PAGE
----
N2 - Background: The safety and efficacy of hydroxyethyl starch (HES) for fluid resuscitation have not been fully evaluated, and adverse effects of HES on survival and renal function have been reported.Methods: We randomly assigned 7000 patients who had been admitted to an intensive care unit (ICU) in a 1:1 ratio to receive either 6% HES with a molecular weight of 130 kD and a molar substitution ratio of 0.4 (130/0.4, Voluven) in 0.9% sodium chloride or 0.9% sodium chloride (saline) for all fluid resuscitation until ICU discharge, death, or 90 days after randomization. The primary outcome was death within 90 days. Secondary outcomes included acute kidney injury and failure and treatment with renal-replacement therapy.Results: A total of 597 of 3315 patients (18.0%) in the HES group and 566 of 3336 (17.0%) in the saline group died (relative risk in the HES group, 1.06; 95% confidence interval [CI], 0.96 to 1.18; P=0.26). There was no significant difference in mortality in six predefined subgroups. Renal-replacement therapy was used in 235 of 3352 patients (7.0%) in the HES group and 196 of 3375 (5.8%) in the saline group (relative risk, 1.21; 95% CI, 1.00 to 1.45; P=0.04). In the HES and saline groups, renal injury occurred in 34.6% and 38.0% of patients, respectively (P=0.005), and renal failure occurred in 10.4% and 9.2% of patients, respectively (P=0.12). HES was associated with significantly more adverse events (4.6% vs. 3.3%, P=0.006).Conclusions: In patients in the ICU, there was no significant difference in 90-day mortality between patients resuscitated with 6% HES (130/0.4) or saline. However, more patients who received resuscitation with HES were treated with renal-replacement therapy. (Funded by the National Health and Medical Research Council of Australia and others; CHEST ClinicalTrials.gov number, NCT00935168.)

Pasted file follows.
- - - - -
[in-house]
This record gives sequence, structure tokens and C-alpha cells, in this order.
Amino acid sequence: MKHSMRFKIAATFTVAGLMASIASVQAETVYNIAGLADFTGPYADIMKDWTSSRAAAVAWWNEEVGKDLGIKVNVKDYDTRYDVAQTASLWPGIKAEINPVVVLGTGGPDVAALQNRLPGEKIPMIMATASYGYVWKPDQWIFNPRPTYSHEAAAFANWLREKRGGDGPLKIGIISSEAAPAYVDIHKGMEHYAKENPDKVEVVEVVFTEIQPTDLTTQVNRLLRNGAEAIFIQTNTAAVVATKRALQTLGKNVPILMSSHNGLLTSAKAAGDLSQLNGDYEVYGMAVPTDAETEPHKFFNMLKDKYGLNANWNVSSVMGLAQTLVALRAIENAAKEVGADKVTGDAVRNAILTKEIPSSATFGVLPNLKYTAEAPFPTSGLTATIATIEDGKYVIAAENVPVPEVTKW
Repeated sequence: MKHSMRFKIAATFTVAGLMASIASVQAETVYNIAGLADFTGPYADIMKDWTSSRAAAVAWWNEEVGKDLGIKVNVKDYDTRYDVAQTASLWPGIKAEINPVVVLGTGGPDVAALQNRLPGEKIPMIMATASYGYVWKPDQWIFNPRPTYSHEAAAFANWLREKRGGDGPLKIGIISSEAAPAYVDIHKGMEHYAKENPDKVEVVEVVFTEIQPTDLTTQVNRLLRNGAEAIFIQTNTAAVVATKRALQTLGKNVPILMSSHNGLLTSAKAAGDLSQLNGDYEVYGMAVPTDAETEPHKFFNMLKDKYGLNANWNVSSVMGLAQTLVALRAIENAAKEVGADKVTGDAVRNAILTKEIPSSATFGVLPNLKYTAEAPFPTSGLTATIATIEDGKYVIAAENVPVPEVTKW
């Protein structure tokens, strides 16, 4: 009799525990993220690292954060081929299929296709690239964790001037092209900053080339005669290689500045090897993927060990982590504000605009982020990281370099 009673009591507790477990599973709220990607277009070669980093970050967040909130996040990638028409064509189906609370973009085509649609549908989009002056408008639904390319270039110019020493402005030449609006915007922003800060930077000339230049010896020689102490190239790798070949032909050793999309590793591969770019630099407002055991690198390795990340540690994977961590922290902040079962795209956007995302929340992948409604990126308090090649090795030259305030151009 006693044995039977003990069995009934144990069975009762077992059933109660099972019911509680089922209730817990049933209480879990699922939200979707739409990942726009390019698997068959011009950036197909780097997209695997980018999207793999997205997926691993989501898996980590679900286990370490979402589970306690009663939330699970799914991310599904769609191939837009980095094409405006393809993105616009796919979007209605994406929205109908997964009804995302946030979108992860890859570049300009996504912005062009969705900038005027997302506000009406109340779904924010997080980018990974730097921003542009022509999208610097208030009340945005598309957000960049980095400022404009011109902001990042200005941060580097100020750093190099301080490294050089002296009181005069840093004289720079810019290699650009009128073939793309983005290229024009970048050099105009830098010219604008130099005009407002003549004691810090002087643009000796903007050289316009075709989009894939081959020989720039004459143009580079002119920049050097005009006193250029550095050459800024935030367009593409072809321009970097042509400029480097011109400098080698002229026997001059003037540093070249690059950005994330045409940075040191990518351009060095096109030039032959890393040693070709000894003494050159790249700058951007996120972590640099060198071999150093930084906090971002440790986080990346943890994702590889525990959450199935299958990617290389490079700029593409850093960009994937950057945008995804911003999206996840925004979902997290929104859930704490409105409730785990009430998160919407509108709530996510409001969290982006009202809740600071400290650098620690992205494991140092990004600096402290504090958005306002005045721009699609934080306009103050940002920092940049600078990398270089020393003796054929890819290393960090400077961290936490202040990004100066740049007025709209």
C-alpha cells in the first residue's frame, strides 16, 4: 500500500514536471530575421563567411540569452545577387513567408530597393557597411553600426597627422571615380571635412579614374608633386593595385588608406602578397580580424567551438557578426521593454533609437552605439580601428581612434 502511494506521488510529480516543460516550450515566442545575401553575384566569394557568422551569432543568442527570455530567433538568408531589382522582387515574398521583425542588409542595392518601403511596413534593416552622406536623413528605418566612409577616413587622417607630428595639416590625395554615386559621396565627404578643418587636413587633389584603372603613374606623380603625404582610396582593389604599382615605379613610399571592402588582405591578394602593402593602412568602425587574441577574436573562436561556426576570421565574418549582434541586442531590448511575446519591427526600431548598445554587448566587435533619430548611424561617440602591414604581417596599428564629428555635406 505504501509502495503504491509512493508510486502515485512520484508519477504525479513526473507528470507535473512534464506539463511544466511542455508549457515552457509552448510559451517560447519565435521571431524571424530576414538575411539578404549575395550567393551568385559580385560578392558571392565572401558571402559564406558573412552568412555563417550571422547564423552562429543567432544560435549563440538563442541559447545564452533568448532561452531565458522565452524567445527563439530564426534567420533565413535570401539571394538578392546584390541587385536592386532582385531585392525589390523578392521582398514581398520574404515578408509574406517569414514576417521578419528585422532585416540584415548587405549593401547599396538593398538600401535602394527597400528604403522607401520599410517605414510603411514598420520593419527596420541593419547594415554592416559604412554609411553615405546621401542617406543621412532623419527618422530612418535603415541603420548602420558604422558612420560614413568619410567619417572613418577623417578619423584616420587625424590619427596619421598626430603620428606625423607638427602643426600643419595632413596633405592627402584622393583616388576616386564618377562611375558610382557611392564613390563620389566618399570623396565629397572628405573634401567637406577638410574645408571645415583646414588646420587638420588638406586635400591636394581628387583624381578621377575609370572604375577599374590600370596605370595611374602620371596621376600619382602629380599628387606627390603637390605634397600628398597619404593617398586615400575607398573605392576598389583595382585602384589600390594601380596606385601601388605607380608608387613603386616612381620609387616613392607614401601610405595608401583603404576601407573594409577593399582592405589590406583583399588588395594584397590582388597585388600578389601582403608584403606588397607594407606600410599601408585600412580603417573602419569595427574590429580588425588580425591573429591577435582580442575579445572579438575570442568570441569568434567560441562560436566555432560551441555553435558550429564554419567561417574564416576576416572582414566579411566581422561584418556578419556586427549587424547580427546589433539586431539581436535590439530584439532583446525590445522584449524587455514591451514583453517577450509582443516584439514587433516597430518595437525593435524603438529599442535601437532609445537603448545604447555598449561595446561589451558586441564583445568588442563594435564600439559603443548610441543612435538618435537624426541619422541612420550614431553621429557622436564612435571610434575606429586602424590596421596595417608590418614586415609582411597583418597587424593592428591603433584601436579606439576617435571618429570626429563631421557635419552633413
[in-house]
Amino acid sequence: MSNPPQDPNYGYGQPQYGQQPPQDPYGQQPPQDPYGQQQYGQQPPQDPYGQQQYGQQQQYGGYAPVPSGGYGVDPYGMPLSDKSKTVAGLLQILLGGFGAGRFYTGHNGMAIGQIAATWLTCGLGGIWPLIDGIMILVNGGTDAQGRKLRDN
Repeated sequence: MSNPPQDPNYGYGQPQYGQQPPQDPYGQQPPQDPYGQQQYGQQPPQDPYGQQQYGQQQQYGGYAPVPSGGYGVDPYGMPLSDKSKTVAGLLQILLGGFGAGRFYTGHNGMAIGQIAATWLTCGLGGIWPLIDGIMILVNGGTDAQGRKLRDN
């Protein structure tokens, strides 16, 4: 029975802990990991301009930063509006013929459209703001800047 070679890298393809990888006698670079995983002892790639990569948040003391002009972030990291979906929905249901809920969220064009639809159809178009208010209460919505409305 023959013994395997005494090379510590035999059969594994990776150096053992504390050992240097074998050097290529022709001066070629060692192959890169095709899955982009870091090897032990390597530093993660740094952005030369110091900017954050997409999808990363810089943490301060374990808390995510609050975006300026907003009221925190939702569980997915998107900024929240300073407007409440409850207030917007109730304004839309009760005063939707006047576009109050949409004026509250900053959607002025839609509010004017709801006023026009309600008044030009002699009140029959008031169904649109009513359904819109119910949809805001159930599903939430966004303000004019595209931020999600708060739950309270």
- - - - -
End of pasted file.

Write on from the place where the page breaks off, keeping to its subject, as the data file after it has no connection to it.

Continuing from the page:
AB - Background: The safety and efficacy of hydroxyethyl starch (HES) for fluid resuscitation have not been fully evaluated, and adverse effects of HES on survival and renal function have been reported.Methods: We randomly assigned 7000 patients who had been admitted to an intensive care unit (ICU) in a 1:1 ratio to receive either 6% HES with a molecular weight of 130 kD and a molar substitution ratio of 0.4 (130/0.4, Voluven) in 0.9% sodium chloride or 0.9% sodium chloride (saline) for all fluid resuscitation until ICU discharge, death, or 90 days after randomization. The primary outcome was death within 90 days. Secondary outcomes included acute kidney injury and failure and treatment with renal-replacement therapy.Results: A total of 597 of 3315 patients (18.0%) in the HES group and 566 of 3336 (17.0%) in the saline group died (relative risk in the HES group, 1.06; 95% confidence interval [CI], 0.96 to 1.18; P=0.26). There was no significant difference in mortality in six predefined subgroups. Renal-replacement therapy was used in 235 of 3352 patients (7.0%) in the HES group and 196 of 3375 (5.8%) in the saline group (relative risk, 1.21; 95% CI, 1.00 to 1.45; P=0.04). In the HES and saline groups, renal injury occurred in 34.6% and 38.0% of patients, respectively (P=0.005), and renal failure occurred in 10.4% and 9.2% of patients, respectively (P=0.12). HES was associated with significantly more adverse events (4.6% vs. 3.3%, P=0.006).Conclusions: In patients in the ICU, there was no significant difference in 90-day mortality between patients resuscitated with 6% HES (130/0.4) or saline. However, more patients who received resuscitation with HES were treated with renal-replacement therapy. (Funded by the National Health and Medical Research Council of Australia and others; CHEST ClinicalTrials.gov number, NCT00935168.)

    U2 - 10.1056/NEJMoa1209759

    DO - 10.1056/NEJMoa1209759

    M3 - Article

    VL - 367

    SP - 1901

    EP - 1911

    JO - New England Journal of Medicine

    JF - New England Journal of Medicine

    SN - 0028-4793

    IS - 20

    ER -